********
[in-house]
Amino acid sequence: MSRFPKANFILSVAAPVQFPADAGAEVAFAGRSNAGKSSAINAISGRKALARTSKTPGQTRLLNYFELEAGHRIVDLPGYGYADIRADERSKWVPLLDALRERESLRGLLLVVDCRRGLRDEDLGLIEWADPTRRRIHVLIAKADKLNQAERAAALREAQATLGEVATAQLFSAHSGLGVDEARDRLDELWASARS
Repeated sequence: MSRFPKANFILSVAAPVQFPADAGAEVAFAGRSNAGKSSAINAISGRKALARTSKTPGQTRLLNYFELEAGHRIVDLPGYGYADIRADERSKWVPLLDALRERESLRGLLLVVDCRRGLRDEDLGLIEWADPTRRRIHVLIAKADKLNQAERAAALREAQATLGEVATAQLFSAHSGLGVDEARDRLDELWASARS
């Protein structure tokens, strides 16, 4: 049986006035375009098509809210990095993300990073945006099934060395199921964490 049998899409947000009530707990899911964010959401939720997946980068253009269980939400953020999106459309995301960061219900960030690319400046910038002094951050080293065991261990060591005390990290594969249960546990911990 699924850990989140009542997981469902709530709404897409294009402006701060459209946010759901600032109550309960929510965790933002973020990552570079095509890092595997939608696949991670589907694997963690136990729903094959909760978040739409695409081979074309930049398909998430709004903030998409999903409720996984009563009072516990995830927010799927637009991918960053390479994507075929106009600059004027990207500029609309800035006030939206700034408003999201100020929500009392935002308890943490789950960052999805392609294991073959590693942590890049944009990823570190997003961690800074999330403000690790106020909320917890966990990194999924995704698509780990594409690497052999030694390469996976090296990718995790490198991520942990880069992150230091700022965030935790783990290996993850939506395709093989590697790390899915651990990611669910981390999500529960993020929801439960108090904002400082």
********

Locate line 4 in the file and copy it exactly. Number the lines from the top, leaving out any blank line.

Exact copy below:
């Protein structure tokens, strides 16, 4: 049986006035375009098509809210990095993300990073945006099934060395199921964490 049998899409947000009530707990899911964010959401939720997946980068253009269980939400953020999106459309995301960061219900960030690319400046910038002094951050080293065991261990060591005390990290594969249960546990911990 699924850990989140009542997981469902709530709404897409294009402006701060459209946010759901600032109550309960929510965790933002973020990552570079095509890092595997939608696949991670589907694997963690136990729903094959909760978040739409695409081979074309930049398909998430709004903030998409999903409720996984009563009072516990995830927010799927637009991918960053390479994507075929106009600059004027990207500029609309800035006030939206700034408003999201100020929500009392935002308890943490789950960052999805392609294991073959590693942590890049944009990823570190997003961690800074999330403000690790106020909320917890966990990194999924995704698509780990594409690497052999030694390469996976090296990718995790490198991520942990880069992150230091700022965030935790783990290996993850939506395709093989590697790390899915651990990611669910981390999500529960993020929801439960108090904002400082």